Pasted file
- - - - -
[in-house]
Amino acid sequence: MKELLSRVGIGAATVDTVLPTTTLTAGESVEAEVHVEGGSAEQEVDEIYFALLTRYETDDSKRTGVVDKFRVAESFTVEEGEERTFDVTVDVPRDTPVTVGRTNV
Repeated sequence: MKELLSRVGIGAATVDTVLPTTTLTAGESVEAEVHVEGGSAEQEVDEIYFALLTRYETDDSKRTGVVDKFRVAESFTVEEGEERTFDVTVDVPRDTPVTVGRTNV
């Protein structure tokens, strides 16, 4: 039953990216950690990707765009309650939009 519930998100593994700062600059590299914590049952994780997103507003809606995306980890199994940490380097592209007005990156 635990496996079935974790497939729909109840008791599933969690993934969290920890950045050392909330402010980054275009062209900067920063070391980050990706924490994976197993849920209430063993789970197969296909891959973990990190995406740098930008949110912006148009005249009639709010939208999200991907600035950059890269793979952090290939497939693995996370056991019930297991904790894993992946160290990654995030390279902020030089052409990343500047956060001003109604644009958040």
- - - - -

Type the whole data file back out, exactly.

[in-house]
Amino acid sequence: MKELLSRVGIGAATVDTVLPTTTLTAGESVEAEVHVEGGSAEQEVDEIYFALLTRYETDDSKRTGVVDKFRVAESFTVEEGEERTFDVTVDVPRDTPVTVGRTNV
Repeated sequence: MKELLSRVGIGAATVDTVLPTTTLTAGESVEAEVHVEGGSAEQEVDEIYFALLTRYETDDSKRTGVVDKFRVAESFTVEEGEERTFDVTVDVPRDTPVTVGRTNV
């Protein structure tokens, strides 16, 4: 039953990216950690990707765009309650939009 519930998100593994700062600059590299914590049952994780997103507003809606995306980890199994940490380097592209007005990156 635990496996079935974790497939729909109840008791599933969690993934969290920890950045050392909330402010980054275009062209900067920063070391980050990706924490994976197993849920209430063993789970197969296909891959973990990190995406740098930008949110912006148009005249009639709010939208999200991907600035950059890269793979952090290939497939693995996370056991019930297991904790894993992946160290990654995030390279902020030089052409990343500047956060001003109604644009958040």